TWA Maintenance Paris

 
 
 
 
 
 
 
 
 
 
 
 
 
 
 
 
 
 
 
 
 
 
 
 
 
 
 
 
 
 
 

ORY-CDG Maintenance Story.

Geographically well located on the TWA system map, Paris was headquarters for the International Division. The Industrial Relations, Finance, Marketing, and others departments were all based in the city, but the Flight Dispatch  and Maintenance departments had their offices at outlying Orly Field, the latest  headed in the 1960s by S.D Chapman, who was assisted by S. Moore and A. Zuger.

By the end of that decade, the staff was as follows: one “general foreman”, one “foreman In Charge” (FIC), five line foremen, six lead mechanics, and seventeen aircraft mechanics (including FAA licensed, and unlicensed types). Beyond these purely aircraft related personnel were several shop mechanics, a welder, a painter and  a carpenter  primarily included to maintain and repair vehicles and facilities.

The Orly Maintenance staff was an important key to International operations. Besides the routine of ORY-CDG line maintenance duties, it had the job of handling any major aircraft grounding (AOG) at a remote system station where a Boeing 707 was grounded for an engine problem necessitating an engine replacement in the field. This required an airlift to haul cradled JT-3D or JT-4 Pratt and Whitney engines to the problem site. The spare engines for the whole division were stored in a TWA hangar at Orly Field. In the late 1950s, a Fairchild C-82 replaced a C-47 to haul spare engines. This C-82 (fleet number 5551, registered N9701F) nicknamed "Le Canard" (The Duck), was kept on a twenty-four hour alert. On alert as well, were flight and ground crews to load the spare engine, to fuel and prepare the aircraft for flight, and to fly the  C-82 with the spare engine and an aircraft mechanics crew and supervisor to perform the engine change (see H. Trimble and C. Girard stories).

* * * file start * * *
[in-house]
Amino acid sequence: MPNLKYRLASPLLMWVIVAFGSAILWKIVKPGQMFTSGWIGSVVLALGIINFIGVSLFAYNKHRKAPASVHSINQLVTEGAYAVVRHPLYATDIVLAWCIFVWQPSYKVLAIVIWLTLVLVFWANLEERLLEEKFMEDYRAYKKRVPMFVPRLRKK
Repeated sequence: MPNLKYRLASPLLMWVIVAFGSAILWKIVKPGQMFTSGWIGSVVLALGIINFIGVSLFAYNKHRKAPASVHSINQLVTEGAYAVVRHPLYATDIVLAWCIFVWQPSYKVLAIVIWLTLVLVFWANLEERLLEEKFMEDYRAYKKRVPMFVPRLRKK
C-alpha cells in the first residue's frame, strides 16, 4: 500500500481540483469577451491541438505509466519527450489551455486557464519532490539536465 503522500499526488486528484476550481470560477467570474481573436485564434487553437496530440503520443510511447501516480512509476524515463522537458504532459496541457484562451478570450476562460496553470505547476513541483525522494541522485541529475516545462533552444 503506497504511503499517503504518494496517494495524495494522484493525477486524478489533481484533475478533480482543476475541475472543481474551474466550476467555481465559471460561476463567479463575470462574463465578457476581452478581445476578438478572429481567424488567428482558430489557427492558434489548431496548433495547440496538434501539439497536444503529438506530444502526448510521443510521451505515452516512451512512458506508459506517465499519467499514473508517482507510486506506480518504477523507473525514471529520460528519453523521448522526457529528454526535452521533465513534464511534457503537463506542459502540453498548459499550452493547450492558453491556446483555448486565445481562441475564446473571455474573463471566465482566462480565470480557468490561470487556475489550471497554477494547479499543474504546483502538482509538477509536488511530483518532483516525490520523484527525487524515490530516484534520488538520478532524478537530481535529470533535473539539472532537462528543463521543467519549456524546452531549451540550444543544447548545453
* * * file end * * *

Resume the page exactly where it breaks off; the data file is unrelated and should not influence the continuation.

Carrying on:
Another big function of the Orly Field staff was to service outside ground handling and maintenance contracts for nine airlines operating the Boeing 707: Aerolineas Argentinas, Air India, Ethiopian Airlines, Kuwaiti Airways, Olympic Airways of Greece, Pakistani Airlines, Royal Jordanian Airlines (Alia), South African Airlines (SAA), and Brazil's Varig Airlines. On some busy summer days, the number of scheduled passenger, freighter, and charter flights handled by the Orly staff, plus those outside airlines ground handling contracts, could number around twenty-five separate operations.

Another Orly maintenance staff task was to provide "crew relief" for those small TWA out-stations with only one foreman. During vacation time, his duties were covered by Paris Staff - Cairo, Taipei, Okinawa, Bangkok, and Hong Kong were some of the many stations covered by this support.  Most of the "White House Press" charters outside the USA, and the famous annual "Round the World" (Gothas) Charters, were handled by Paris Foremen, wherever the stopover. Of the International Division, these varied activities made our Orly Staff one of the most experienced and is no doubt why some of our staff were promoted to permanent management positions at foreign stations such as Malaga, Madrid, Tel Aviv, and Bangkok.